In the first of our new regular series Movers & Shakers Q&A, we quiz a range of local hi-fi stalwarts and legends to get behind the business to their guiding passions. It’s fitting that we begin with one of NZ’s most respected and committed audiophiles, Paul Quilter, founder of the Listening Post, owner of the best-sounding audition room in the country, and CEO of PQ Imports with its wide range of quality brands such as Cambridge Audio, Magnepan, Graham Slee, T+A and Ruark.
Hearing a mate’s system that he imported from overseas in 1972. It was a Sony turntable, amp and speakers and he played Close To The Edge by Yes.
Was there a singular epiphany where you heard what hi-fi could offer and went “WOW!”?
Hearing my Infinity IRS Betas driven by tube amps for the first time.
Have you always worked in hi-fi? If not, what did you do before, and what triggered the change?
I trained as a telephone technician when I left school, worked for the Post Office till 1976 and then got sick of Government Department politics and decided to get into retail. This decision was driven by dealings with the local electrical store over a TV set and the realisation that I could and would do a better job for customers than they were doing!
I took a job as manager of an electrical store and 18 months later decided to start my own retail store. The Listening Post was born – March 1, 1978.
Did your parents keep on asking when you were going to get a real job?
No, they told me that I had a month to get a job, and I did as I was told!
Was it a love of music or a love of the gear that inspired you?
Definitely a love of music – it had been a part of my daily life since I heard Radio Hauraki at around age 13 – late 1966.
What IS your favourite music, anyway?
It defies categorisation – but broadly speaking rock, indie, folk, pop, blues, not necessarily in that order. My friends and staff tell me that my music tastes are eclectic.
Music from the ‘50s, ‘60s, ‘70s, ‘80s, ‘90s, or later (or before)?
From the 1950’s till today
What was the first hi-fi you owned and were really proud of?
The first one I bought was on my honeymoon in 1973. I almost had the shortest marriage on record with 4 days of the 6-day honeymoon spent in hi-fi shops on Norfolk Island. I bought a Pioneer PL12D turntable with Sony TA11 amplifier (which I still have) and Sony SS 610 speakers.
What are the hi-fi separates you aspire to own?
What I have now is about as far as I will go, although I may replace my Magnepan MG3.7i speakers with MG20.1’s
What’s your current hi-fi system in your home?
Connects to a VTL TP6.5 phono preamp via Transparent Ref XL interconnects.
The TP 6.5 in turn connects to a VTL TL7.5 preamp with Transparent XL balanced cables.
The power amps are VTL Siegfrieds, connecting to the speakers via Transparent XL speaker cables. The speakers are Magnepan 3.7i’s which are augmented by a pair of REL S2 subwoofers in the front corners.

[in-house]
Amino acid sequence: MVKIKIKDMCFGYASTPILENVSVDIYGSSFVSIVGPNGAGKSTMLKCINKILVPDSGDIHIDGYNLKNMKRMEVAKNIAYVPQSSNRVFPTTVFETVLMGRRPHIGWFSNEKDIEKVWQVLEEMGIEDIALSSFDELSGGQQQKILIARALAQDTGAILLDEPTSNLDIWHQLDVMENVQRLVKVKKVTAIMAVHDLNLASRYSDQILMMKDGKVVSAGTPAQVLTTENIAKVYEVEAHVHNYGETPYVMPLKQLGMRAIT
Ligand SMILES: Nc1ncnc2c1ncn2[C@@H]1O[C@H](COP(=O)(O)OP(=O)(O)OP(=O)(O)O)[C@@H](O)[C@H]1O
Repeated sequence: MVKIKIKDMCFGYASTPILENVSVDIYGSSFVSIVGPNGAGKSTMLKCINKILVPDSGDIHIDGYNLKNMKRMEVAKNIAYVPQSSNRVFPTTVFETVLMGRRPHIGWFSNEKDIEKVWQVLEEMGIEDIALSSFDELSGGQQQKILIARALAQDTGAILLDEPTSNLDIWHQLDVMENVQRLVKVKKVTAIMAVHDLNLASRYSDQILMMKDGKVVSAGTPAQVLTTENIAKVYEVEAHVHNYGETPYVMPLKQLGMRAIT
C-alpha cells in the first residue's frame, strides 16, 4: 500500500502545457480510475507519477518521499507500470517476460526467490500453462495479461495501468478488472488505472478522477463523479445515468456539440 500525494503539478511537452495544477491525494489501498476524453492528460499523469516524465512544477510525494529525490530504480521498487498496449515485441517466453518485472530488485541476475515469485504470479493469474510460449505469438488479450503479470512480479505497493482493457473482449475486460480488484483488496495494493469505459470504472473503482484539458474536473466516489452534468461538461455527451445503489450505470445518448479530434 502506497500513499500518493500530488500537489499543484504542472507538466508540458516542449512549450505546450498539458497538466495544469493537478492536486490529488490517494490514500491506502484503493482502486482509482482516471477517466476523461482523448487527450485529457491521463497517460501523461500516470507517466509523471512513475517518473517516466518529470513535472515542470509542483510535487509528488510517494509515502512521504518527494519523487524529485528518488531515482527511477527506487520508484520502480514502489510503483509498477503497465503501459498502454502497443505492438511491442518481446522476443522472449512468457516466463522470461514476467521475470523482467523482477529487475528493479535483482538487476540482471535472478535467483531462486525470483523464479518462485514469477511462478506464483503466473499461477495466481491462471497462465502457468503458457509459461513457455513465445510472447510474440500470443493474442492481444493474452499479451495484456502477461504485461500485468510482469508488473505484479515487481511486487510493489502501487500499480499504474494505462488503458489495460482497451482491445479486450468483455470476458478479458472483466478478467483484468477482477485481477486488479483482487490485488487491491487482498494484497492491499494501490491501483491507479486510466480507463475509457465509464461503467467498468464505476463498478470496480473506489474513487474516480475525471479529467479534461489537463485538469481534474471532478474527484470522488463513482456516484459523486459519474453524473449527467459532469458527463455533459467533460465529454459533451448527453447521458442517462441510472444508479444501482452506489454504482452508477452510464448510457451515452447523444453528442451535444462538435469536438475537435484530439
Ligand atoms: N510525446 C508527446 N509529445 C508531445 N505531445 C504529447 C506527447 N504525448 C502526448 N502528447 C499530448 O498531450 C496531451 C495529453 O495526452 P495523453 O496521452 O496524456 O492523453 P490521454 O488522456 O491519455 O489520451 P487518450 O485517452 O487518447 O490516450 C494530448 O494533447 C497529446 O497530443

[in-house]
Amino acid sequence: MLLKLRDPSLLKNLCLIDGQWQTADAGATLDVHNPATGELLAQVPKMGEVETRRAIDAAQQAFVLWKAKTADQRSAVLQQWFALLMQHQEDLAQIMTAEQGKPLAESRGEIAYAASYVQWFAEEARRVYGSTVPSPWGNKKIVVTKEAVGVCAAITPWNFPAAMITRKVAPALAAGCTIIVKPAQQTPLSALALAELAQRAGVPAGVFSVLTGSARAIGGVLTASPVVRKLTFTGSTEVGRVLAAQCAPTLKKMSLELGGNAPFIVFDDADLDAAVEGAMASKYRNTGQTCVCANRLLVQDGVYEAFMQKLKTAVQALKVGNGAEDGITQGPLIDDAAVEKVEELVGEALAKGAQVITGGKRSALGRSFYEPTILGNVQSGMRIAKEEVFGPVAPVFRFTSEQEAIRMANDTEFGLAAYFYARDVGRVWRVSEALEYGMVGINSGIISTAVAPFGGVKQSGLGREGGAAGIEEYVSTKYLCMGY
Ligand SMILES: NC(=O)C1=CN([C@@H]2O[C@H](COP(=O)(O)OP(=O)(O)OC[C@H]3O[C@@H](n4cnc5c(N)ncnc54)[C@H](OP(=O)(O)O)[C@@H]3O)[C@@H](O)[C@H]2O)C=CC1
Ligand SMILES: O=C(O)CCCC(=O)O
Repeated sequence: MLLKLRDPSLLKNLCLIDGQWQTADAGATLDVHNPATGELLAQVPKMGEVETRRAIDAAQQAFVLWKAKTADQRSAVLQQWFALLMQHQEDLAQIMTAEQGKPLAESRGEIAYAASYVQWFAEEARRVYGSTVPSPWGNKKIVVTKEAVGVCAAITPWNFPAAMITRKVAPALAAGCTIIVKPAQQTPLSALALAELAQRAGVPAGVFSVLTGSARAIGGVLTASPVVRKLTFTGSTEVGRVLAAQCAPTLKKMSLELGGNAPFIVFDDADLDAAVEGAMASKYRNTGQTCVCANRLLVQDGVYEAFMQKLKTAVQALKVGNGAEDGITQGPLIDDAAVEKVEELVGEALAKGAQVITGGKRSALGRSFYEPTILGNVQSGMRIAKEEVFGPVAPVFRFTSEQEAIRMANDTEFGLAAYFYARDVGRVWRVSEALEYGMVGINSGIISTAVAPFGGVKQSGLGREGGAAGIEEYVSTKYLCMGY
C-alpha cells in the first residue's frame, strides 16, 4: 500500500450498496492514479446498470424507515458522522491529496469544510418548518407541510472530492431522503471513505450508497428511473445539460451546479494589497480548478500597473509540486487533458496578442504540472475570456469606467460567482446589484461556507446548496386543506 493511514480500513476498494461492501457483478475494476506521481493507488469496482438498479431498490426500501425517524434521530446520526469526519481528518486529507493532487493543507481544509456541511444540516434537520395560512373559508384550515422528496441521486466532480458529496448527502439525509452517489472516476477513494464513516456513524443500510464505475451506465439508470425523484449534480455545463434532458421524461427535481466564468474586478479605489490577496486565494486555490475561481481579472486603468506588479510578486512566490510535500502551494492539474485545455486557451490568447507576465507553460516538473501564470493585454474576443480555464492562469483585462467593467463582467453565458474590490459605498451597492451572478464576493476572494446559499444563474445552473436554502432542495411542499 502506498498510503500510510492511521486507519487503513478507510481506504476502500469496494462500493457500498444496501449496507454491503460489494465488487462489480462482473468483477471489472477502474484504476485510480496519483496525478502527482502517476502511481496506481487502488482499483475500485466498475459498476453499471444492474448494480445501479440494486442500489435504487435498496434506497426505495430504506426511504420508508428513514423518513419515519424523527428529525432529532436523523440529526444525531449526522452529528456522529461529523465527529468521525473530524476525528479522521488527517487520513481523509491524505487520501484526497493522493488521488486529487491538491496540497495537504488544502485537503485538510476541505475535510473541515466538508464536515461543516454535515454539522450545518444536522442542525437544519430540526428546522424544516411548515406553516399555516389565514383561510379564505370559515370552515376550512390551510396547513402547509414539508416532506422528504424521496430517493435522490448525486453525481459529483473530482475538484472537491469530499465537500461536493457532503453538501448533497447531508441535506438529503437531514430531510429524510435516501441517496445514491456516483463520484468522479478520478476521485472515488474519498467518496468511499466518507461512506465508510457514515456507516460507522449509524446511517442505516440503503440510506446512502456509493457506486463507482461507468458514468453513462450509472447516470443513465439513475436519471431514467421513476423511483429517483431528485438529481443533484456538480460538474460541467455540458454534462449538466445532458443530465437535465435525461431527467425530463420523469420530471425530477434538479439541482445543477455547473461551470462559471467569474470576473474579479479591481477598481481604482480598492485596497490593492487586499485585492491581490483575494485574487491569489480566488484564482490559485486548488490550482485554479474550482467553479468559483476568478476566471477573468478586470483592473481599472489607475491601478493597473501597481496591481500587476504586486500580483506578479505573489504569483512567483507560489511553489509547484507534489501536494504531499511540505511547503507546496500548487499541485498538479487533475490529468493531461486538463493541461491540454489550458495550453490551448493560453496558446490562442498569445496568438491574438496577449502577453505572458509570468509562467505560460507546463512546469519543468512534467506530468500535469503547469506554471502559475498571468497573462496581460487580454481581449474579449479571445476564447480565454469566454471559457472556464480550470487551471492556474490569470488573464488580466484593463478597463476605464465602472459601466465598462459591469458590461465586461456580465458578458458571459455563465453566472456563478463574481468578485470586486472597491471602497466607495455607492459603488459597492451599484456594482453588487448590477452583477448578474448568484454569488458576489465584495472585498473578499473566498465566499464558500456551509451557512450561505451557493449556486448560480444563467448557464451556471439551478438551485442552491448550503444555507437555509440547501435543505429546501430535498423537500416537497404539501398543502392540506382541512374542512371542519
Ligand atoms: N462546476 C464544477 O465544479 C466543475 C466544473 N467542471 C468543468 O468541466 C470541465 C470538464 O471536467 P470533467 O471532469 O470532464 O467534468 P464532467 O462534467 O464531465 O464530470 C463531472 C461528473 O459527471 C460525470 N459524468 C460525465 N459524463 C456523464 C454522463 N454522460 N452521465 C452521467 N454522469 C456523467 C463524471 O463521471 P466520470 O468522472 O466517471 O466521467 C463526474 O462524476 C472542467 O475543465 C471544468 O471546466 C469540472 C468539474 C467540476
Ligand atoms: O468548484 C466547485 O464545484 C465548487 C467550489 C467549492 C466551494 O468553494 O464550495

How did you get into your current business, and how long has it been going?
I started the current importing business in 1986.
What makes your current business unique?
Name one really hot product you have on your books at the moment.
The GoldenEar Triton range of loudspeakers
What are your long-term plans for your business?
To leave it in great shape and pass it on to the next generation of hi-fi enthusiast.
Of course vinyl is better. True or false? Why/why not?
True – Yes, to my ears it is the best. Space, detail, air and ease, coupled with a realistic soundstage and a clear sense of bass instrument tonality and scale.
I’m a hi-res digital convert. True or false? Why/why not?
No, not really. I appreciate the format, convenience and portability, but am not convinced that it sounds better than other formats.
Lots of power is always better. True or false? Why/why not?
True in most cases. Some smaller powered amps can sound very lovely, but it is more about the matching of partnering gear than absolute power.
Valves all the way. True or false? Why/why not?
True. I moved to valves in 1984 and have not heard any solid state gear that would compel me to change.
Motorcycling is a great passion of mine, with certain other interests such as food, wine, photography, travel all being wound into the adventure.
Where do you think hi-fi is headed in the long run?
Music is a part of a person’s soul. It will vary, change and adapt, but a life without music would be depressing and dull. Music soothes, stimulates and inspires. I think that there will still be a market for physical media as the increase in numbers of vinyl being pressed is indicating. The vast majority of music however will be streamed. I think services such as Spotify and Tidal are what the average user wants. Those of us who are old school or enjoy the album artwork and the tactility of handling the music will still be buying vinyl.